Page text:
- In The Jungle Book, Hathi the elephant has a large white scar from the time he fell into a spiked pit trap and felt humiliated enough, so that when he escaped he razed three villages.
- The Seablite gang from Dark Life have both physical and psychological scars from their time as Doc's unwilling experimental subjects.
- In Cagebird, Yuri's cutting scars represent his change from willing participant to unwilling victim of Falcone's pirates. The very act of cutting itself is used to symbolize times when Yuri's too stressed to even address his emotions in the narration.
- A Dance with Dragons: Theon is tortured physically, including everything from probable castration to flaying. The psychological effects include a complete loss of identity, possible insanity, and a rather twisted relationship with his torturer. Also of note is Sandor Clegane, known to most of Westeros as 'The Hound'. His massive and horrific burn scars across one entire side of his face are both the indicant and causation of his bitter, angry demeanour.
- Austin from Hollow Places has burns scars all over his body, a prosthetic right arm, and is missing the sight in one eye. All serve as reminders for the day he lost his sister to an attack drone, a loss he blames himself for. His half-blindness can be seen as symbolic for his overall view of himself.
- It's heavily implied that this is why Kaladin of The Stormlight Archive retains the scars of his Slave Brand, despite possessing a Healing Factor that has been shown to repair cuts, bruises, scrapes, bad eyes, missing arms, damaged souls, and death itself.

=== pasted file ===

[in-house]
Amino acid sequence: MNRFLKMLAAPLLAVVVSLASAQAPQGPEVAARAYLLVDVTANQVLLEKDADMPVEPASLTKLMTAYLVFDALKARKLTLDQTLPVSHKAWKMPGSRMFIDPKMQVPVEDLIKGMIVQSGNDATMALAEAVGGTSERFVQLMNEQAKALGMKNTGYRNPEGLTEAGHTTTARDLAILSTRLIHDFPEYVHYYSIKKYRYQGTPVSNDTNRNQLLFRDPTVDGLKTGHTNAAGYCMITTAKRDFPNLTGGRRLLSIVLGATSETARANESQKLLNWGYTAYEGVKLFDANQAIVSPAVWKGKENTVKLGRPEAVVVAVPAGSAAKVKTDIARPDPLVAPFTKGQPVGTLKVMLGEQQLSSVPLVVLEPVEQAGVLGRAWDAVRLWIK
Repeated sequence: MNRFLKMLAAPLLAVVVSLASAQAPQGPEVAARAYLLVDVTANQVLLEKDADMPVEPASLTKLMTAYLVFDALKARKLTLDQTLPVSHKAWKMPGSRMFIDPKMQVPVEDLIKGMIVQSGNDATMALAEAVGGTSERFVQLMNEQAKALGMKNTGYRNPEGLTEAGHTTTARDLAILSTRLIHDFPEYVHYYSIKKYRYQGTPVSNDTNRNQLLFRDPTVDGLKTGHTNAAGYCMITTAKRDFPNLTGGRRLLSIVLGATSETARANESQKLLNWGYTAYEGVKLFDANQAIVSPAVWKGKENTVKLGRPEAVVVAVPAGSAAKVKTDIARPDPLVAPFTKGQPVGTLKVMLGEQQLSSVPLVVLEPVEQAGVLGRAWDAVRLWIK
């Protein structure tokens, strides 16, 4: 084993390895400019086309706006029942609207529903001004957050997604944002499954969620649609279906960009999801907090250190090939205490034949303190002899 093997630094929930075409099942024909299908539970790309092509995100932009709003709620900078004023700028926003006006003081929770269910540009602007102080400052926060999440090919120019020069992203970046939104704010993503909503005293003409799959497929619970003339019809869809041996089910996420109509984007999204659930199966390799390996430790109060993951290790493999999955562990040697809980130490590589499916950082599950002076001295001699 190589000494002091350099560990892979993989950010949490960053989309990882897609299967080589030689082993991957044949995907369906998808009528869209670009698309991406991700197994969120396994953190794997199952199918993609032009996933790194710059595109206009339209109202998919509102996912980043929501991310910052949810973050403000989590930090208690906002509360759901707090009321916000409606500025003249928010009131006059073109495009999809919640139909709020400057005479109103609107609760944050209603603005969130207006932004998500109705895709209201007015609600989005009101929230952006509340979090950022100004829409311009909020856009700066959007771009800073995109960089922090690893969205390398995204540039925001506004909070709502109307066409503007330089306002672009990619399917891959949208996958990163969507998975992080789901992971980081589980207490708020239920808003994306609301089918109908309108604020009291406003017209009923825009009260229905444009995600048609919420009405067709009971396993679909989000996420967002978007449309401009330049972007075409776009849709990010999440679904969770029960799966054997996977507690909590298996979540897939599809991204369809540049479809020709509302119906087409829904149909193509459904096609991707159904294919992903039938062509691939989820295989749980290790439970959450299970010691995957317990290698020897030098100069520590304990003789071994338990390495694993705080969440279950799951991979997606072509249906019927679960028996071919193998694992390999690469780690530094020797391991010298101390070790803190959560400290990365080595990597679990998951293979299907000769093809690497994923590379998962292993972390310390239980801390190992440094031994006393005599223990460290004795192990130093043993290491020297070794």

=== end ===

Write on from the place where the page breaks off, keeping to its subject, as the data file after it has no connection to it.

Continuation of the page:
- Garik "Face" Loran in the X-Wing Series sometimes points out the parallels between his vicious facial scar and his guilt over his previous work as a child actor in pro-Imperial propaganda. He received the scar during a firefight when a bunch of ex-Rebels kidnapped him, intending to execute him for his complicity. Even though the advanced medical technology available means removing the scar would be a trivial operation, he's never had it done because he wants to keep the reminder. In their last conversation together, his friend Ton Phanan insists that Face needs to move past his guilt and define himself by something other than a child's mistakes. Face takes this to heart and has the scar removed as a sign of his moving on — though he wears a fake scar for a while.
- In Heart of Steel, Alistair Mechanus is a physical wreck from a car crash, mirroring the mental wreck he is from a subsequent psychotic break.
- In Avalon: Web of Magic, the resident Magical Native American advises Emily that an injury both physical and psychological can be harder to heal than purely singular ones. This is relevant to the book's plot in that the severing of Lorelei's horn was painful in addition to being emotionally humiliating and indirectly caused by (what she perceives as) a failure on her part. It almost doesn't matter to Lorelei that her horn will grow back, because the psychological scars seem overwhelming to her.
- Babylon 5: The character Colonel Ari Ben-Zayn from "Eyes". He has a massive disfiguring scar down the side of his face, he has it in for Sinclair and anyone on his staff, and he was traumatized by war back in the day.
- Sweets has scars on his back from his childhood abuse, which has also obviously scarred him internally as pointed out to Booth and Brennan by Gordon Gordon Wyatt.